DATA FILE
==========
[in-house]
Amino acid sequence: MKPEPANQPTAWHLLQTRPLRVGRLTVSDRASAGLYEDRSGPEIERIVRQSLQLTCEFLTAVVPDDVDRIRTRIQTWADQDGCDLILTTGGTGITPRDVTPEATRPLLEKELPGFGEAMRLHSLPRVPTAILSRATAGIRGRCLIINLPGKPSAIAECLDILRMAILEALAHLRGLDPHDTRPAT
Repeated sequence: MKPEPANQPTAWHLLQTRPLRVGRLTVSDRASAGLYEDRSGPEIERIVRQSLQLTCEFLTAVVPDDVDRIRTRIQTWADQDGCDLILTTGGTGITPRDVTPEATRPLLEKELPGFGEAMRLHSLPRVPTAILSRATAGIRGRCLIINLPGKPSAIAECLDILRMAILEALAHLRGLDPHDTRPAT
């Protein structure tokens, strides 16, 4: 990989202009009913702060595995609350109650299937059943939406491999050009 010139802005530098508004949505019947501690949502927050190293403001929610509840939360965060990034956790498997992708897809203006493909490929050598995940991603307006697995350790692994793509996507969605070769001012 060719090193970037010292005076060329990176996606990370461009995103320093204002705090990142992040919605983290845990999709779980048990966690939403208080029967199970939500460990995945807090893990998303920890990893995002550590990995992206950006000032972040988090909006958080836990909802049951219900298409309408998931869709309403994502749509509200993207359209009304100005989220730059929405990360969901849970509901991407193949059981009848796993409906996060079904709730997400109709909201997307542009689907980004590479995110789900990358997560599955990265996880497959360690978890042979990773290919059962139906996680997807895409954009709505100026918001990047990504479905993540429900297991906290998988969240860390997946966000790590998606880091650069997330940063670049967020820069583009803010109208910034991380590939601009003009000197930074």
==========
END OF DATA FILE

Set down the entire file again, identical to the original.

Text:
[in-house]
Amino acid sequence: MKPEPANQPTAWHLLQTRPLRVGRLTVSDRASAGLYEDRSGPEIERIVRQSLQLTCEFLTAVVPDDVDRIRTRIQTWADQDGCDLILTTGGTGITPRDVTPEATRPLLEKELPGFGEAMRLHSLPRVPTAILSRATAGIRGRCLIINLPGKPSAIAECLDILRMAILEALAHLRGLDPHDTRPAT
Repeated sequence: MKPEPANQPTAWHLLQTRPLRVGRLTVSDRASAGLYEDRSGPEIERIVRQSLQLTCEFLTAVVPDDVDRIRTRIQTWADQDGCDLILTTGGTGITPRDVTPEATRPLLEKELPGFGEAMRLHSLPRVPTAILSRATAGIRGRCLIINLPGKPSAIAECLDILRMAILEALAHLRGLDPHDTRPAT
């Protein structure tokens, strides 16, 4: 990989202009009913702060595995609350109650299937059943939406491999050009 010139802005530098508004949505019947501690949502927050190293403001929610509840939360965060990034956790498997992708897809203006493909490929050598995940991603307006697995350790692994793509996507969605070769001012 060719090193970037010292005076060329990176996606990370461009995103320093204002705090990142992040919605983290845990999709779980048990966690939403208080029967199970939500460990995945807090893990998303920890990893995002550590990995992206950006000032972040988090909006958080836990909802049951219900298409309408998931869709309403994502749509509200993207359209009304100005989220730059929405990360969901849970509901991407193949059981009848796993409906996060079904709730997400109709909201997307542009689907980004590479995110789900990358997560599955990265996880497959360690978890042979990773290919059962139906996680997807895409954009709505100026918001990047990504479905993540429900297991906290998988969240860390997946966000790590998606880091650069997330940063670049967020820069583009803010109208910034991380590939601009003009000197930074």